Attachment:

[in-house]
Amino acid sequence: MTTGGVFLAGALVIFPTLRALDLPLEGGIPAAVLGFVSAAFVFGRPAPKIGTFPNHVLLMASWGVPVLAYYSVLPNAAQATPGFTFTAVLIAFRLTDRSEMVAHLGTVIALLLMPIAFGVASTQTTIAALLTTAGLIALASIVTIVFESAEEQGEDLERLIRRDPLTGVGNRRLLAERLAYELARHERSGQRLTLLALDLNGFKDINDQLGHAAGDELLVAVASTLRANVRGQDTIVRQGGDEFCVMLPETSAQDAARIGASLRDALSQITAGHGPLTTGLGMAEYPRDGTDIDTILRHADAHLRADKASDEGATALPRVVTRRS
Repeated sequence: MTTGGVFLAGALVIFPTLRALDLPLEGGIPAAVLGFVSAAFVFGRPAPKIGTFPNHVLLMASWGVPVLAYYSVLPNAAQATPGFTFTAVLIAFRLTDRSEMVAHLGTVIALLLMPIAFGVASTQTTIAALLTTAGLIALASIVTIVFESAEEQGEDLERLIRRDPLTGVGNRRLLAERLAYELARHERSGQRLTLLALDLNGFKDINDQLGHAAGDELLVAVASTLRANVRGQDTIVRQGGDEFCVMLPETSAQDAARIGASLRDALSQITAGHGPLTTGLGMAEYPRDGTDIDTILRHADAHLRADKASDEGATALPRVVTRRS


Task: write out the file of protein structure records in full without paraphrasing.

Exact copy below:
[in-house]
Amino acid sequence: MTTGGVFLAGALVIFPTLRALDLPLEGGIPAAVLGFVSAAFVFGRPAPKIGTFPNHVLLMASWGVPVLAYYSVLPNAAQATPGFTFTAVLIAFRLTDRSEMVAHLGTVIALLLMPIAFGVASTQTTIAALLTTAGLIALASIVTIVFESAEEQGEDLERLIRRDPLTGVGNRRLLAERLAYELARHERSGQRLTLLALDLNGFKDINDQLGHAAGDELLVAVASTLRANVRGQDTIVRQGGDEFCVMLPETSAQDAARIGASLRDALSQITAGHGPLTTGLGMAEYPRDGTDIDTILRHADAHLRADKASDEGATALPRVVTRRS
Repeated sequence: MTTGGVFLAGALVIFPTLRALDLPLEGGIPAAVLGFVSAAFVFGRPAPKIGTFPNHVLLMASWGVPVLAYYSVLPNAAQATPGFTFTAVLIAFRLTDRSEMVAHLGTVIALLLMPIAFGVASTQTTIAALLTTAGLIALASIVTIVFESAEEQGEDLERLIRRDPLTGVGNRRLLAERLAYELARHERSGQRLTLLALDLNGFKDINDQLGHAAGDELLVAVASTLRANVRGQDTIVRQGGDEFCVMLPETSAQDAARIGASLRDALSQITAGHGPLTTGLGMAEYPRDGTDIDTILRHADAHLRADKASDEGATALPRVVTRRS